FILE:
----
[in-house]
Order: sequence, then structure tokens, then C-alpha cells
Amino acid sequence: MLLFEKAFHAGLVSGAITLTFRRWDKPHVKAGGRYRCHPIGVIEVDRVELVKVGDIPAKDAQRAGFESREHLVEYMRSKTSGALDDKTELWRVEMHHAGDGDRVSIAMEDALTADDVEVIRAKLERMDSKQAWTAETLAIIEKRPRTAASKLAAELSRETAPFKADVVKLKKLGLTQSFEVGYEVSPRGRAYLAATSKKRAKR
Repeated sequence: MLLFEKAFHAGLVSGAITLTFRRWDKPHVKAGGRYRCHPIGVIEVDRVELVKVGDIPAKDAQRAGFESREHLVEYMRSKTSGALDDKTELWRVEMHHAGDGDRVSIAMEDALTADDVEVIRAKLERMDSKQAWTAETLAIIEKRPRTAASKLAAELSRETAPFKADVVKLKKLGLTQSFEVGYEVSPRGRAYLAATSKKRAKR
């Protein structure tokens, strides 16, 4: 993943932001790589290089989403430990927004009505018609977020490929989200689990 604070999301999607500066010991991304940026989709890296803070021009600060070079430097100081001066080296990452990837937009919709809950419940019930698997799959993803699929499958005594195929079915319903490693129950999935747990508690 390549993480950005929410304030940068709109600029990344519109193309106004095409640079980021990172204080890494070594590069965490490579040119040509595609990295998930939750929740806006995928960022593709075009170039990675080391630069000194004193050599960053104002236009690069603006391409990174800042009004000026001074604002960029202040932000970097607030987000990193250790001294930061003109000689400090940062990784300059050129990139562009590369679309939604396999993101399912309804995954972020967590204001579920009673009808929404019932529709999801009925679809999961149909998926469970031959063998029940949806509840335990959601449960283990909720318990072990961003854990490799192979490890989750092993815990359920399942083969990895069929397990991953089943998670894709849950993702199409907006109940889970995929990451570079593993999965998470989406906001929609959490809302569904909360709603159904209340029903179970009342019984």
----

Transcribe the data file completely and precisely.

[in-house]
Order: sequence, then structure tokens, then C-alpha cells
Amino acid sequence: MLLFEKAFHAGLVSGAITLTFRRWDKPHVKAGGRYRCHPIGVIEVDRVELVKVGDIPAKDAQRAGFESREHLVEYMRSKTSGALDDKTELWRVEMHHAGDGDRVSIAMEDALTADDVEVIRAKLERMDSKQAWTAETLAIIEKRPRTAASKLAAELSRETAPFKADVVKLKKLGLTQSFEVGYEVSPRGRAYLAATSKKRAKR
Repeated sequence: MLLFEKAFHAGLVSGAITLTFRRWDKPHVKAGGRYRCHPIGVIEVDRVELVKVGDIPAKDAQRAGFESREHLVEYMRSKTSGALDDKTELWRVEMHHAGDGDRVSIAMEDALTADDVEVIRAKLERMDSKQAWTAETLAIIEKRPRTAASKLAAELSRETAPFKADVVKLKKLGLTQSFEVGYEVSPRGRAYLAATSKKRAKR
């Protein structure tokens, strides 16, 4: 993943932001790589290089989403430990927004009505018609977020490929989200689990 604070999301999607500066010991991304940026989709890296803070021009600060070079430097100081001066080296990452990837937009919709809950419940019930698997799959993803699929499958005594195929079915319903490693129950999935747990508690 390549993480950005929410304030940068709109600029990344519109193309106004095409640079980021990172204080890494070594590069965490490579040119040509595609990295998930939750929740806006995928960022593709075009170039990675080391630069000194004193050599960053104002236009690069603006391409990174800042009004000026001074604002960029202040932000970097607030987000990193250790001294930061003109000689400090940062990784300059050129990139562009590369679309939604396999993101399912309804995954972020967590204001579920009673009808929404019932529709999801009925679809999961149909998926469970031959063998029940949806509840335990959601449960283990909720318990072990961003854990490799192979490890989750092993815990359920399942083969990895069929397990991953089943998670894709849950993702199409907006109940889970995929990451570079593993999965998470989406906001929609959490809302569904909360709603159904209340029903179970009342019984």